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The U.S. economy continues to have significant headwinds (e.g., high unemployment, European credit contagion, weak housing market, high debt levels, etc.) and this "relief rally" is likely to be short-lived.

The global economy is being weighed down by a debt problem that took over two decades to create. Given the significant build-up in peace time debt, we believe that the debt problem will take years to sort out, providing significant uncertainty and market volatility. The leverage that has been built up in the system will not unwind for years to come.

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As central banks drive down short-term rates to deal with high debt levels and low growth rates, investors have been flocking to dividend stocks in search of yield.

That said, any pullback in the market should be an opportunity to add to your low-beta dividend stock positions.

In the current market environment, it is important for income investors to choose their dividend stocks wisely as they are putting new money to work. As volatility increases (especially downside volatility), investors may want to add some low beta stocks to their holdings to help dampen portfolio volatility. In general, companies with low betas will tend to be less volatile than the general market.

With that in mind, we did a screen with the following parameters to find companies that had high dividend yields, low betas and P/E ratios under 20:

  • Dividend Yield > 4%
  • Avg. 3m Volume > 1,000,000
  • Stock Price > $10.00
  • Market Cap > $1 billion
  • P/E Ratio < 20.0x
  • Beta < 0.75

The stocks below meet the parameters above. Use this data as a starting point for your own analysis.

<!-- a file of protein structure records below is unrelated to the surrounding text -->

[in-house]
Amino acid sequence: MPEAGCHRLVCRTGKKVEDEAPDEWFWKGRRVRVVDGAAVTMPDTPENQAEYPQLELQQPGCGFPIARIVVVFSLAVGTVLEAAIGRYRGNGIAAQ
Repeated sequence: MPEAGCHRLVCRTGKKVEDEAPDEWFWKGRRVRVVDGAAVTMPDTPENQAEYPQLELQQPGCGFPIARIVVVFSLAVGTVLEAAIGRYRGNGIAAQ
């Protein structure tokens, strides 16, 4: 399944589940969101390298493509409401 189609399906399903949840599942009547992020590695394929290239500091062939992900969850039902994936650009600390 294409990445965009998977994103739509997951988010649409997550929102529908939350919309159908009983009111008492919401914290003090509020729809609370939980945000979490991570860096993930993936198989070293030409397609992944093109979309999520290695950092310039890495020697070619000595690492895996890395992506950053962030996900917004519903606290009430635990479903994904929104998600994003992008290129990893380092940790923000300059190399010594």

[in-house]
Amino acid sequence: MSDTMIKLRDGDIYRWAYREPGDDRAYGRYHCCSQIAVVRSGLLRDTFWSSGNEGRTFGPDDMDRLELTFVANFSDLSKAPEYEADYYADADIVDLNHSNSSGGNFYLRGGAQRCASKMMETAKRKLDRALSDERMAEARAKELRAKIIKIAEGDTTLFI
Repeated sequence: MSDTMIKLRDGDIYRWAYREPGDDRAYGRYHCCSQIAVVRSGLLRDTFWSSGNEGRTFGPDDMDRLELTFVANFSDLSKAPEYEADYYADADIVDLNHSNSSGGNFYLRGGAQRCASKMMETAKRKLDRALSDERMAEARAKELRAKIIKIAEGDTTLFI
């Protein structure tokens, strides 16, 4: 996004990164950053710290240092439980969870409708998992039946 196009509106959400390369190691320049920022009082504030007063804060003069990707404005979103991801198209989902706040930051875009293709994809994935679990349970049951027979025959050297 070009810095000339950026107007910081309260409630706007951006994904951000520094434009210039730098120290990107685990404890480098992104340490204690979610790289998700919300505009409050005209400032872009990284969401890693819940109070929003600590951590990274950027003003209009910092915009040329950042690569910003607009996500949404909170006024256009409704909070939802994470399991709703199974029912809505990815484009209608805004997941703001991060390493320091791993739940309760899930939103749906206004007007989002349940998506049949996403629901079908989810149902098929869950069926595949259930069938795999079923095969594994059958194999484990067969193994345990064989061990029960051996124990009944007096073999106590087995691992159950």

While this is not an exhaustive list of low-beta dividend stocks, this sample portfolio would yield 6.5% with an average beta of 0.43.

Tactical Strategy

Three of our favorite stocks from the list above (which we own) are AT&T (NYSE:T), Consolidated Edison (NYSE:ED) and Southern Company (NYSE:SO). These names provide attractive, stable cash dividends with relatively modest payout ratios. The payout ratio is dividend paid / net income. Lower payout ratios indicate an ability to increase dividends.

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As shown in the charts below, all of these stock are in very strong up trends. We would be buyers on any meaningful pull back.

T should have some great support in the $26.00 range, which we think would be a great entry point. At $26.00, T's dividend yield would be 6.6%.

This is exactly what you want a chart to look like if you are long. ED is in a very strong uptrend and we think that it should continue on this path for the foreseeable future. If ED drops to the $55 area, we will likely add to our position. At $55, ED's dividend yield would be 4.4%.

SO's chart looks very similar to ED's ... very strong uptrend. We would love to add more around $40 if the stock dips. At $55, SO's dividend yield would be 4.7%.

Source: When The Relief Rally Fades, Buy These Low-Beta Dividend Stocks On The Dip